α-Glucans such as starch, glycogen and dextrin, consisting predominantly of α-1,4 linkages of glucose residues and partial α-1,6 linkages, are carbohydrates that provide an important source of energy for humans. α-Glucans are readily catabolised in the small intestine, especially the duodenum and the jejunum, by an elaborate system for carbohydrate digestion(Reference Gray1). After this process is completed, digested α-glucans are immediately absorbed(Reference Gray1). However, the digestion rate of α-glucan is affected by certain factors, including the type of glucose linkage and the degree of polymerisation. Starch is categorised into three types by its rate of digestion: (1) rapidly digestible starch, (2) slowly digestible starch and (3) digestion-resistant starch(Reference Englyst, Kingman and Cummings2,Reference Englyst, Englyst and Hudson3) . Previous work showed that administration of rapidly digestible α-glucan to an experimental model led to an immediate increase in glucose and insulin levels in the blood and hence, α-glucan rarely reached the distal small intestine, the ileum. Furthermore, in other studies, it was found that diets with a high glycaemic load in the form of rapidly digestible α-glucans increased the risk of type 2 diabetes and CHD(Reference Liu, Willett and Stampfer4–Reference Salmeron, Ascherio and Rimm6). By contrast, administration of diets that contain large amounts of slowly digestible α-glucan seems to prevent development of diabetes via suppression of insulin resistance(Reference Blaak, Antoine and Benton7). Hence, regulation of the digestion rate of α-glucans in the small intestine is crucial for human health, as the slow absorption rate of glucose, a desirable effect, would depend on the digestion rate of α-glucans.
α-Glucosidic linkages can be almost completely degraded by α-amylase in saliva and the pancreatic juice and mucosal α-glucosidases such as maltase and isomaltase(Reference Lee, Rose and Lin8). However, degradation by these enzymes of α-1,3 and α-1,6 glucosidic linkages is slower than that of α-1,4 glucosidic linkages(Reference Lee, Rose and Lin8,Reference Sim, Willemsma and Mohan9) . Therefore, digestion of α-1,3 and α-1,6 linkage-rich α-glucans could potentially be extended to the ileum because the transit time through the small intestine would not be long enough to completely digest these α-glucans. In other words, slowly digestible α-glucans and digestion-resistant α-glucans, to name a few, would be able to leave the small intestine partially undigested and thus, being able to reach the large intestine. Past work provided insight into the chemical nature of their α-glucosidic and β-glucosidic linkages(Reference Hamaguchi, Hirai and Aizawa10–Reference Lahtinen, Knoblock and Drakoularakou12) that can be used to find or synthesise slowly digestible and/or resistant α-glucans. Such polysaccharides could then become important sources of energy for humans without exerting adverse health effects such as obesity and diabetes.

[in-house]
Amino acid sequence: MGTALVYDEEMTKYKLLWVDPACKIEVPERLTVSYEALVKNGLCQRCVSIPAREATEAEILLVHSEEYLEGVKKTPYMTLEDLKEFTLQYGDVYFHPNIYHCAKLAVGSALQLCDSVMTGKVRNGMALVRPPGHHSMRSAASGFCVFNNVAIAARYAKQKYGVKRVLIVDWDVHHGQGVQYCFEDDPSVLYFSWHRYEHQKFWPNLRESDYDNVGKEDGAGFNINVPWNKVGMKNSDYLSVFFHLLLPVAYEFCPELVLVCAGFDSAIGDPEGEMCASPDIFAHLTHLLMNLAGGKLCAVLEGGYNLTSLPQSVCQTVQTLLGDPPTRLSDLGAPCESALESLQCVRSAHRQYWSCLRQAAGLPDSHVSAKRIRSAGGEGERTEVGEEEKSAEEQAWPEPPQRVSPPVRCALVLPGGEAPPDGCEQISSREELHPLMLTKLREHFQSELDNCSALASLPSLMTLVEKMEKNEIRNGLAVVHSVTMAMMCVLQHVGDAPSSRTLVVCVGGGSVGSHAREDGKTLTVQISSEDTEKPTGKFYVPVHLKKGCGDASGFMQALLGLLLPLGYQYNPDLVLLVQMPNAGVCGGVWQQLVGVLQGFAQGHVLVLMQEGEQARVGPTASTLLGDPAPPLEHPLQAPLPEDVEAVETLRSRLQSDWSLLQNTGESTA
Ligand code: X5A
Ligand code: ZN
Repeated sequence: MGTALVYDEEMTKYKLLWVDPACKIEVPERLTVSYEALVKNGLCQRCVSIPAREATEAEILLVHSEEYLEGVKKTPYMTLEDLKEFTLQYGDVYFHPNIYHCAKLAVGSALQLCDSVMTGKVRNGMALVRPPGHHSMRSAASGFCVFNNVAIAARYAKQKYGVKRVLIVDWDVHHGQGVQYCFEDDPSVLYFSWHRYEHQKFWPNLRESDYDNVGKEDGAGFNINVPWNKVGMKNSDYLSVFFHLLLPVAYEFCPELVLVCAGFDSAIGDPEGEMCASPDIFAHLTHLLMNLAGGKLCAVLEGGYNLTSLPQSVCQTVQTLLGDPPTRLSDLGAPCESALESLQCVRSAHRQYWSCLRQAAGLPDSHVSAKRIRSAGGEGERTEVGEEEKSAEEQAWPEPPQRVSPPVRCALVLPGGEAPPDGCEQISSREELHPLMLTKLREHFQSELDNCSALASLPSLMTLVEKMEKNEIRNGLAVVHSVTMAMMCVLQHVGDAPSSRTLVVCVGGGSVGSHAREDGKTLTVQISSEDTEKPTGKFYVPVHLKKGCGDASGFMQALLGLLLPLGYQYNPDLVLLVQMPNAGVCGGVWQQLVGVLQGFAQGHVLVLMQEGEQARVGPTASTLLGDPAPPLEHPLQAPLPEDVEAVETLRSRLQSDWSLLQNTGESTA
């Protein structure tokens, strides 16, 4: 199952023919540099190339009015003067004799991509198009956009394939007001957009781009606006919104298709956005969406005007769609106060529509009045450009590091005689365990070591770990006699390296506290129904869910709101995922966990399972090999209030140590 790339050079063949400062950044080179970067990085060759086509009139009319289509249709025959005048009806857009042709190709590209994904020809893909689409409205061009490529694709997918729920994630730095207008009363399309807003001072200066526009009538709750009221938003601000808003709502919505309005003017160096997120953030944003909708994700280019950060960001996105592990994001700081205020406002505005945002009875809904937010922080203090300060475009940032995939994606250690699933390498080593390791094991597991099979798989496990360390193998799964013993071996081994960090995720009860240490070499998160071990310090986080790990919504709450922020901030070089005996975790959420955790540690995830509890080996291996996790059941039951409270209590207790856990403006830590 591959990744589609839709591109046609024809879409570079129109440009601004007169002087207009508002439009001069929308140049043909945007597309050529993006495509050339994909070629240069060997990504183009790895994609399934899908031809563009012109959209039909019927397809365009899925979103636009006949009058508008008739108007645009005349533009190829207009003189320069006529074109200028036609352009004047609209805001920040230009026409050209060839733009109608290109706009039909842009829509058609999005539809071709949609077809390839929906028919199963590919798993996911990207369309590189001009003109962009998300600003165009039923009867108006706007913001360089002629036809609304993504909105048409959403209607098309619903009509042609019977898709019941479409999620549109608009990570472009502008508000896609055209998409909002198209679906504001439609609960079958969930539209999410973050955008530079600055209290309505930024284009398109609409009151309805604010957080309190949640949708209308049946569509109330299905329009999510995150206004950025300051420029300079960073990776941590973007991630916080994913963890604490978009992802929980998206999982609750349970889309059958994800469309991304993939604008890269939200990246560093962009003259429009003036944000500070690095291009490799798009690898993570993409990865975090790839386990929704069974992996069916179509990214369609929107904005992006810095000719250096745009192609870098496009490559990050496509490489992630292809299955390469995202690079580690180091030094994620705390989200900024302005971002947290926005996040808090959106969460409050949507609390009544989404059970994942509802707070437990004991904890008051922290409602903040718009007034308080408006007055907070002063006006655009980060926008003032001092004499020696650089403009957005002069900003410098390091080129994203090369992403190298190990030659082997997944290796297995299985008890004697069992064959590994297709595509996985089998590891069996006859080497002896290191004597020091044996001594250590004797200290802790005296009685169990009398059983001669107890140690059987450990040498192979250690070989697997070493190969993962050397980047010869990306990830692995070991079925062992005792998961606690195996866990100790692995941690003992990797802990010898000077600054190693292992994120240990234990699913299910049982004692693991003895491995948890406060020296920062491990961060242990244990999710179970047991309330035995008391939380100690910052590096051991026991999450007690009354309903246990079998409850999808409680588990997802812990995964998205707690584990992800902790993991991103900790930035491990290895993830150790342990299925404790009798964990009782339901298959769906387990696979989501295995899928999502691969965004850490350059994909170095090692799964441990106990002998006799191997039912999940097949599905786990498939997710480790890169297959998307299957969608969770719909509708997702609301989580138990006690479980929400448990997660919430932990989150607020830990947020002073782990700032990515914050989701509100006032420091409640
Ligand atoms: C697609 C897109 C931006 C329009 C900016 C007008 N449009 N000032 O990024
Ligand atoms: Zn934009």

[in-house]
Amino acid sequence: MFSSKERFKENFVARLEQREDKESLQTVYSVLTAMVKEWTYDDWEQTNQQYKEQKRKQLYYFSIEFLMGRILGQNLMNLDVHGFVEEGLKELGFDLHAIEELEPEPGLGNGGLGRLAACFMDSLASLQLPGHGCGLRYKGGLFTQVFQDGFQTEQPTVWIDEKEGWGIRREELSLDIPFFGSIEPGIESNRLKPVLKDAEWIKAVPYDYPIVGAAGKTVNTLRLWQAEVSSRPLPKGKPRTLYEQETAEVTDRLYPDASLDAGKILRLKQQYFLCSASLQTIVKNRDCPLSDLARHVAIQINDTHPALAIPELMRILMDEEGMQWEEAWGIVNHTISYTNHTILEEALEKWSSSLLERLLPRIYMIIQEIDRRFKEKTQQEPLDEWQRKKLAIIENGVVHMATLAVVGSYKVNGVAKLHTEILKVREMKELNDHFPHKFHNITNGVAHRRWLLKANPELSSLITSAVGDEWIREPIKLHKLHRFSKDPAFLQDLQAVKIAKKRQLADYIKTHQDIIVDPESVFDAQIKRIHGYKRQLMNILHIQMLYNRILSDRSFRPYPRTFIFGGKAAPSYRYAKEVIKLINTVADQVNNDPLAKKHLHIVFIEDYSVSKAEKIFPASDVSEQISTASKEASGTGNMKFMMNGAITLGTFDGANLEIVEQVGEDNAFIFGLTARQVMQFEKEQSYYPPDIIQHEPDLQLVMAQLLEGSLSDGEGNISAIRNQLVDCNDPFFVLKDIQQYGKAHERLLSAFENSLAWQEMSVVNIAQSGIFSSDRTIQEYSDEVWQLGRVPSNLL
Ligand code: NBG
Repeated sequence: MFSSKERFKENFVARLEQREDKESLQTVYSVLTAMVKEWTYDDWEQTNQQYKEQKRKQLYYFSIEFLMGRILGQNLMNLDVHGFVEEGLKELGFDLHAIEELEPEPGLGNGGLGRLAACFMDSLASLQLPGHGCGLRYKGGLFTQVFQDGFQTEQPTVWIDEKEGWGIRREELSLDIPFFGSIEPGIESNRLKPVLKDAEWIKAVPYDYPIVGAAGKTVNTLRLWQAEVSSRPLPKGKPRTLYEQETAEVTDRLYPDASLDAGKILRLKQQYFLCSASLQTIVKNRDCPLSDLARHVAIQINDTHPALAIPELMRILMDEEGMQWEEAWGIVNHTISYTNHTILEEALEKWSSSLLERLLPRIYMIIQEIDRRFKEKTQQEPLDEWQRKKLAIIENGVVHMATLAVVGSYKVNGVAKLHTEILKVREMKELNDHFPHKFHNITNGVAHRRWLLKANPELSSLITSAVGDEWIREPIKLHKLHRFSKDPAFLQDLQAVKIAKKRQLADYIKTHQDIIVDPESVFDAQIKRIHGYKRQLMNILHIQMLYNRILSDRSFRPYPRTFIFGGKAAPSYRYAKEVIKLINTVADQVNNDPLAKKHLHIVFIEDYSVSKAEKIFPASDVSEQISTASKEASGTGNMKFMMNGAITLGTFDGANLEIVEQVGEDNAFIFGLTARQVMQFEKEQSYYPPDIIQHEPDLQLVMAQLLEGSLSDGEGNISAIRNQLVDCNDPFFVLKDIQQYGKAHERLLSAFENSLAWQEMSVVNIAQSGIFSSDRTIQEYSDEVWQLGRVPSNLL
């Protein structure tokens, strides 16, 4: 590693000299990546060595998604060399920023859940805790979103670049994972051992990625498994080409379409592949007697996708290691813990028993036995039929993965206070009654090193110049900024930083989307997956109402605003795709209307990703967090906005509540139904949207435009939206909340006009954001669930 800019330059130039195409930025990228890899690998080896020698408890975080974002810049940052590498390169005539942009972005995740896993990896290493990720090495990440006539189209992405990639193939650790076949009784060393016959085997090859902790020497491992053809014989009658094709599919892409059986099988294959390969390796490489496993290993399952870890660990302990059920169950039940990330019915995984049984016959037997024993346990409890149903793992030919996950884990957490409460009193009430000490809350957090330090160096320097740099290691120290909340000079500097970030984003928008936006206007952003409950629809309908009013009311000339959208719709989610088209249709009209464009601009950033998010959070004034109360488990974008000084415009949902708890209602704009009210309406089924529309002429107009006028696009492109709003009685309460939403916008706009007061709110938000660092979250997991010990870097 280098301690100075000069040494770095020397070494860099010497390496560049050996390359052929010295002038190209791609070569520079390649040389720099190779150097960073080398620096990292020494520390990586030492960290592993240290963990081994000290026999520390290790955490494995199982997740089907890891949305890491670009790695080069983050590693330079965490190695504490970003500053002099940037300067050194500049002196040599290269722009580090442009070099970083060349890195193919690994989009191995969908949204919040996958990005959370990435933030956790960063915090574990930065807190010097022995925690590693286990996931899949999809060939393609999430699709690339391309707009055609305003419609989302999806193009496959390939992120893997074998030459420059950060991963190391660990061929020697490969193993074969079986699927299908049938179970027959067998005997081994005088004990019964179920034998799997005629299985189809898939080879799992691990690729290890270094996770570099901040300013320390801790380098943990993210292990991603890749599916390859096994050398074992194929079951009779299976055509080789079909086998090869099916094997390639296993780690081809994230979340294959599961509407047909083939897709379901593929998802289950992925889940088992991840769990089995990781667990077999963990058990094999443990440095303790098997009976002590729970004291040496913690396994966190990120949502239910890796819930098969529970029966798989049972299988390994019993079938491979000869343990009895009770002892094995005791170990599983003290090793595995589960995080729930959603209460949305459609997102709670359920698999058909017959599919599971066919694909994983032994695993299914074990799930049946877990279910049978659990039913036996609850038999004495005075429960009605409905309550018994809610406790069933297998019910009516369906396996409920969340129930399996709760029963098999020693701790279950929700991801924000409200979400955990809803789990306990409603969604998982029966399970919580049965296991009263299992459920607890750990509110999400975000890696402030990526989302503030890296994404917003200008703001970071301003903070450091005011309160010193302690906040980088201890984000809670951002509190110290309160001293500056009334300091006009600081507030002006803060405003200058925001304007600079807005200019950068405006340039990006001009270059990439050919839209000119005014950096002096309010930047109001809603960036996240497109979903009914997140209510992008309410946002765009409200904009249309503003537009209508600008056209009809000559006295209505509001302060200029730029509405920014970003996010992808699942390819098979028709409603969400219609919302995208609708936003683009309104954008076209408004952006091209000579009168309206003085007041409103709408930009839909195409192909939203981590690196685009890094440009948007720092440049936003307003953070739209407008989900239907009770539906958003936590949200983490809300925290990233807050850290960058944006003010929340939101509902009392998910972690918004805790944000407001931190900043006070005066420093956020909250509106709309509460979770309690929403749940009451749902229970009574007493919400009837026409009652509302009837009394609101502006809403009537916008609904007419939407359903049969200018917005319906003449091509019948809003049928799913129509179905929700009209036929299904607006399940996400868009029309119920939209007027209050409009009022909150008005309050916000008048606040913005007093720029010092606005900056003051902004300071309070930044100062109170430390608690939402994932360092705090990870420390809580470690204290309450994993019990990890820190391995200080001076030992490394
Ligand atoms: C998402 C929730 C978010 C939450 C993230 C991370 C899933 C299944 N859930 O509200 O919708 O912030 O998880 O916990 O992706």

Isomaltodextrin (IMD), an α-glucan averaging a molecular weight of 5000 and a degree of polymerisation (DP) of 30, is produced from starch using enzymes α-glucosyltransferase and α-amylase derived from Paenibacillus alginolyticus PP710. IMD is a highly branched dextrin with an α-glucosidic bonding structure consisting of 3, 49, 19, 7 and 5 % of α-1,3; α-1,6; α-1,4; α-1,3,6 and α-1,4,6 linkages, respectively, as well as a 17 % non-reducing end(Reference Tsusaki, Watanabe and Nishimoto13). Previously, we found that rats fed IMD had a high concentration of SCFA in caecum(Reference Nishimura, Tanabe and Yamamoto14), demonstrating that a high proportion of α-1,3 and α-1,6 linkages was the cause for the partial resistance of IMD glucose to digestion and absorption in the small intestine of rats. Nonetheless, at the time, we were unable to determine the digestibility of IMD and the absorption rate of its glucose in the small intestine.
Secretion of glucagon-like peptide-1 (GLP-1), an incretin hormone, could be increased by delivery of glucose to the ileum because it has been shown that GLP-1 is produced and secreted upon stimulation of nutrients such as glucose, amino acids, peptides and lipids readily made available by L cells densely present in the ileum(Reference Tolhurst, Reimann and Gribble15,Reference Spreckley and Murphy16) . GLP-1 can greatly influence glucose homeostasis by exerting physiological effects, for example, increased biosynthesis and secretion of insulin in the pancreas, increased insulin sensitivity in muscles and decreased gastric emptying(Reference Baggio and Drucker17). In this context, regulation of GLP-1 secretion can be considered a process highly contributing to improved human health. For example, stimulating an increase in GLP-1 secretion by delivering glucose of slowly digestible α-glucans to the ileum could help improve glucose tolerance in the recipient thus minimising the risk of development of chronic diseases.